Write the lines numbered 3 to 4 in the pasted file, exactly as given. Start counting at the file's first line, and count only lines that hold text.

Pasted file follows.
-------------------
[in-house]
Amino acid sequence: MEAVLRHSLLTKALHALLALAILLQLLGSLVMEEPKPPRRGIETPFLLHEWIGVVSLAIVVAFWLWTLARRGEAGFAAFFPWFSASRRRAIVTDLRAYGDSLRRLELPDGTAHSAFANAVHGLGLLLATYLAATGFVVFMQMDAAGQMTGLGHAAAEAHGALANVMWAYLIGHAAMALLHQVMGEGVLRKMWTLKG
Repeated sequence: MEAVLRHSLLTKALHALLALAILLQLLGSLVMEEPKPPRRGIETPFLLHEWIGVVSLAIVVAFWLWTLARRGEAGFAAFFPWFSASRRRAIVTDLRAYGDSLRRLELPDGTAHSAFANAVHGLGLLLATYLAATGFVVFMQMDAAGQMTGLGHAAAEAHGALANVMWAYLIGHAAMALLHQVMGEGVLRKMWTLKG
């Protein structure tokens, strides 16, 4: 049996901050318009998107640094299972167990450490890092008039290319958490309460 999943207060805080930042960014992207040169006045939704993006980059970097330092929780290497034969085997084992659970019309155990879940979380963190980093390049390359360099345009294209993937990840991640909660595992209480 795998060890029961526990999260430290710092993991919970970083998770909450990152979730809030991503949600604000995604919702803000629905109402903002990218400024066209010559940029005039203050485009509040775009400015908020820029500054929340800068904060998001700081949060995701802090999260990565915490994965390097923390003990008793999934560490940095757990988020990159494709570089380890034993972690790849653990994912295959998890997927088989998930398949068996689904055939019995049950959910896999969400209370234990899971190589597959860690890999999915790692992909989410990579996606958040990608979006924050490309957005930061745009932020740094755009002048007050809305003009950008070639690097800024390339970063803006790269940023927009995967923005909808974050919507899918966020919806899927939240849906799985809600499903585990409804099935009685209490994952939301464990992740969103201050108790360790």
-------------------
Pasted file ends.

Repeated sequence: MEAVLRHSLLTKALHALLALAILLQLLGSLVMEEPKPPRRGIETPFLLHEWIGVVSLAIVVAFWLWTLARRGEAGFAAFFPWFSASRRRAIVTDLRAYGDSLRRLELPDGTAHSAFANAVHGLGLLLATYLAATGFVVFMQMDAAGQMTGLGHAAAEAHGALANVMWAYLIGHAAMALLHQVMGEGVLRKMWTLKG
């Protein structure tokens, strides 16, 4: 049996901050318009998107640094299972167990450490890092008039290319958490309460 999943207060805080930042960014992207040169006045939704993006980059970097330092929780290497034969085997084992659970019309155990879940979380963190980093390049390359360099345009294209993937990840991640909660595992209480 795998060890029961526990999260430290710092993991919970970083998770909450990152979730809030991503949600604000995604919702803000629905109402903002990218400024066209010559940029005039203050485009509040775009400015908020820029500054929340800068904060998001700081949060995701802090999260990565915490994965390097923390003990008793999934560490940095757990988020990159494709570089380890034993972690790849653990994912295959998890997927088989998930398949068996689904055939019995049950959910896999969400209370234990899971190589597959860690890999999915790692992909989410990579996606958040990608979006924050490309957005930061745009932020740094755009002048007050809305003009950008070639690097800024390339970063803006790269940023927009995967923005909808974050919507899918966020919806899927939240849906799985809600499903585990409804099935009685209490994952939301464990992740969103201050108790360790």